Copyright 2000 Guardian Newspapers Limited
The Guardian (London)
June 22, 2000
SECTION: Guardian Features Pages, Pg. 2
LENGTH: 2480 words
HEADLINE: A lesson in hate: In 1958, a brilliant but socially inept 15-year-old began his studies at Harvard. Like many of his peers, he volunteered for a number of personality tests in return for a small fee. Only these were no ordinary tests. And the student was Ted Kaczynski - now better known as the Unabomber
BYLINE: Alston Chase
Like many Harvard alumni, I sometimes wander the neighborhood when I return to Cambridge, reminiscing about the old days and musing on how different my life has been from what I hoped and expected then. Last fall, my return there was prompted not by nostalgia but by curiosity.
I found myself a few blocks north of Harvard Yard, on Divinity Avenue. No 7 Divinity Avenue is a modern multi-story academic building today, housing the university's department of molecular and cellular biology. In 1959 a comfortable old house stood on the site. Known as the Annex, it served as a laboratory in which staff members of the department of social relations conducted research on human subjects. There, from the fall of 1959 through the spring of 1962, Harvard psychologists, led by professor Henry A Murray, conducted a disturbing and what would now be seen as ethically indefensible experiment on 22 undergraduates. To preserve the anonymity of these student guinea pigs, experimenters referred to individuals by code name only. One of these students, whom they dubbed "Lawful", was Theodore John Kaczynski, who would one day be known as the Unabomber, and who would later mail or deliver 16 package bombs to scientists, academics, and others over 17 years, killing three people and injuring 23.
I first heard of the Murray experiment from Kaczynski himself. We had begun corresponding in July 1998, a couple of months after a federal court in Sacramento sentenced him to life without possibility of parole.
Kaczynski, I quickly discovered, was an indefatigable correspondent. He hinted darkly that the Murray Center seemed to feel it had something to hide. One of his defence investigators, he said, reported that the center had told participating psychologists not to talk with his defence team.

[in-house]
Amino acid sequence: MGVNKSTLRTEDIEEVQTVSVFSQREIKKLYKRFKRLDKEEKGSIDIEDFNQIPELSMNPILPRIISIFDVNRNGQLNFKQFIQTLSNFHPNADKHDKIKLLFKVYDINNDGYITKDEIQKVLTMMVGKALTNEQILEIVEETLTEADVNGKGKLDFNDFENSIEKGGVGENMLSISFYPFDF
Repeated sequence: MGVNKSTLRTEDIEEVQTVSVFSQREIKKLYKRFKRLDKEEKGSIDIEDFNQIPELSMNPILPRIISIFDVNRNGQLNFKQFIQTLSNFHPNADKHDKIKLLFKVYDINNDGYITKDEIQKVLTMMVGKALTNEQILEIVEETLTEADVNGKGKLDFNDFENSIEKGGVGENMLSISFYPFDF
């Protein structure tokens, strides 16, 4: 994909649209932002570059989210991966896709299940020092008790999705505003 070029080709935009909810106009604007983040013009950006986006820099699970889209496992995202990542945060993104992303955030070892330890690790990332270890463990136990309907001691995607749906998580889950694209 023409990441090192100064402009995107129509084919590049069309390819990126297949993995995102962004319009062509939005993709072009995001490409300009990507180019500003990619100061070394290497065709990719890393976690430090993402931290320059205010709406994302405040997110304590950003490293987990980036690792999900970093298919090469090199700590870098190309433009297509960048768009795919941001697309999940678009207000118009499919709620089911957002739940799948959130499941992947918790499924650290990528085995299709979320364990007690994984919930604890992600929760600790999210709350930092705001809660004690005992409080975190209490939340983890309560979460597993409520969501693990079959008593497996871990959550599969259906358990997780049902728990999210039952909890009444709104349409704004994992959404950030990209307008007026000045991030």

Through research at the Murray Center and in the Harvard archives I found that, among its other purposes, Henry Murray's experiment was intended to measure how people react under stress. Murray subjected his unwitting students, including Kaczynski, to intensive interrogation - what Murray himself called "vehement, sweeping, and personally abusive" attacks, assaulting his subjects' egos and most- cherished ideals and beliefs. My quest was specific - to determine what effects, if any, the experiment may have had on Kaczynski.
Kaczynski was accepted by Harvard in the spring of 1958; he was not yet 16 years old. One friend remembers urging Kaczynski's father, Turk, not to let the boy go, arguing, "He's too young, too immature, and Harvard too impersonal." But Turk wouldn't listen. "Ted's going to Harvard was an ego trip for him," the friend recalls.
Murray, a wealthy and blue-blooded New Yorker, was both a scientist and a humanist. Before the war he had been the director of the Harvard Psychological Clinic; during it, he served in the Office of Strategic Services, the forerunner of the CIA, helping develop psychological screening tests for applicants and monitoring military experiments on brainwashing.
After the war Murray returned to Harvard, where he continued to refine techniques of personality assessment. By 1950 he had resumed studies on Harvard undergraduates that he had begun, in rudimentary form, before the war, titled Multiform Assessments of Personality Development Among Gifted College Men. The experiment in which Kaczynski participated was the last and most elaborate of these. In their postwar form these experiments focused on stressful interpersonal relations, designing confrontations akin to those mock interrogations he had helped to orchestrate for the OSS.